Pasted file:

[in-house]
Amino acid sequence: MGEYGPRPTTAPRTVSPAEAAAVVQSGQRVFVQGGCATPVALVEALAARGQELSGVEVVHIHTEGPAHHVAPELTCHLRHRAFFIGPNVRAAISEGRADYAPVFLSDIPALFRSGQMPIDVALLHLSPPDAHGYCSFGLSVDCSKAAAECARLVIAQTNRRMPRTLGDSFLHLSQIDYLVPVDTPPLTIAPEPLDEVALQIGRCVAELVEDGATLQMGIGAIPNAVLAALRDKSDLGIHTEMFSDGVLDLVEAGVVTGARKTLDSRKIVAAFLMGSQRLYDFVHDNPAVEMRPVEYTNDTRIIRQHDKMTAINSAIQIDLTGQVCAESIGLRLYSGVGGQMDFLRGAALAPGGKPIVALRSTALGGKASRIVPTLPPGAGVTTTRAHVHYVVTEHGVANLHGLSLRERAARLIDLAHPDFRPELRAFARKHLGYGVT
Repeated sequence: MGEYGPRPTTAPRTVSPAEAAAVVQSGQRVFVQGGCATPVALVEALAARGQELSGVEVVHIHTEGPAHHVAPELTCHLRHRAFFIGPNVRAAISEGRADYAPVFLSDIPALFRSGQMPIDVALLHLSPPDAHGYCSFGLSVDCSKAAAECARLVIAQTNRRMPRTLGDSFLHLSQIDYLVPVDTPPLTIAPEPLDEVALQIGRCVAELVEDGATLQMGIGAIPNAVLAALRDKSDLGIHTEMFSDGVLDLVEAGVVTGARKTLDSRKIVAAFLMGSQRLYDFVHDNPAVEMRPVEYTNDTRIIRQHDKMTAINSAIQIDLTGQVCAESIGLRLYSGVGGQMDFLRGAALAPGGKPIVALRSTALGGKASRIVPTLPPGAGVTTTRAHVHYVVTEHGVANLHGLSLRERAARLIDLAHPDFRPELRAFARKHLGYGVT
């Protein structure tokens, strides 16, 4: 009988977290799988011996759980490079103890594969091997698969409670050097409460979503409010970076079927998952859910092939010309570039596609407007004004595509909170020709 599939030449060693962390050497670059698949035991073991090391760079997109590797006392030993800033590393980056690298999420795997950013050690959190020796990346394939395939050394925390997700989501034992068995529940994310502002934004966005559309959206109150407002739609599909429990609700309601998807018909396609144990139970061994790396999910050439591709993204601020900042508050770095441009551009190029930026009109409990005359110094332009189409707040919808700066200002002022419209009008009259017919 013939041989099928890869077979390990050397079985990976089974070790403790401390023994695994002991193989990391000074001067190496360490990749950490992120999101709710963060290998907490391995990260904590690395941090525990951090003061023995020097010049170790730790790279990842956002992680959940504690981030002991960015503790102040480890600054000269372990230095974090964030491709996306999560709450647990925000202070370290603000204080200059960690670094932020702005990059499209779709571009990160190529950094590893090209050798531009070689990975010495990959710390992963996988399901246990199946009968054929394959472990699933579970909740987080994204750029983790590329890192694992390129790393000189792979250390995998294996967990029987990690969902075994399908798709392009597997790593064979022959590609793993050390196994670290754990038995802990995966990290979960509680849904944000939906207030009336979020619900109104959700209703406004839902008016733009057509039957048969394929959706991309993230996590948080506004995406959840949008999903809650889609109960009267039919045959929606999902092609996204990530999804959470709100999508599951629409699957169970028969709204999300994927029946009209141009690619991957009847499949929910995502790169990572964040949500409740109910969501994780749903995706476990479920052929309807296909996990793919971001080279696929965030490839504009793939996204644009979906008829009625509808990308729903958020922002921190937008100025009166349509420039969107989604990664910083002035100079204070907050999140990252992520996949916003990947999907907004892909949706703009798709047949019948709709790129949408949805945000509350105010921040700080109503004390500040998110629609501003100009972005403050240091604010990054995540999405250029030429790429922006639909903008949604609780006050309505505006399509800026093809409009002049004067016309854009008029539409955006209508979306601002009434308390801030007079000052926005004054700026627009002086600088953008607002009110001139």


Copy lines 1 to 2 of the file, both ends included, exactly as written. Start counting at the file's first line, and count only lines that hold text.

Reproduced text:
[in-house]
Amino acid sequence: MGEYGPRPTTAPRTVSPAEAAAVVQSGQRVFVQGGCATPVALVEALAARGQELSGVEVVHIHTEGPAHHVAPELTCHLRHRAFFIGPNVRAAISEGRADYAPVFLSDIPALFRSGQMPIDVALLHLSPPDAHGYCSFGLSVDCSKAAAECARLVIAQTNRRMPRTLGDSFLHLSQIDYLVPVDTPPLTIAPEPLDEVALQIGRCVAELVEDGATLQMGIGAIPNAVLAALRDKSDLGIHTEMFSDGVLDLVEAGVVTGARKTLDSRKIVAAFLMGSQRLYDFVHDNPAVEMRPVEYTNDTRIIRQHDKMTAINSAIQIDLTGQVCAESIGLRLYSGVGGQMDFLRGAALAPGGKPIVALRSTALGGKASRIVPTLPPGAGVTTTRAHVHYVVTEHGVANLHGLSLRERAARLIDLAHPDFRPELRAFARKHLGYGVT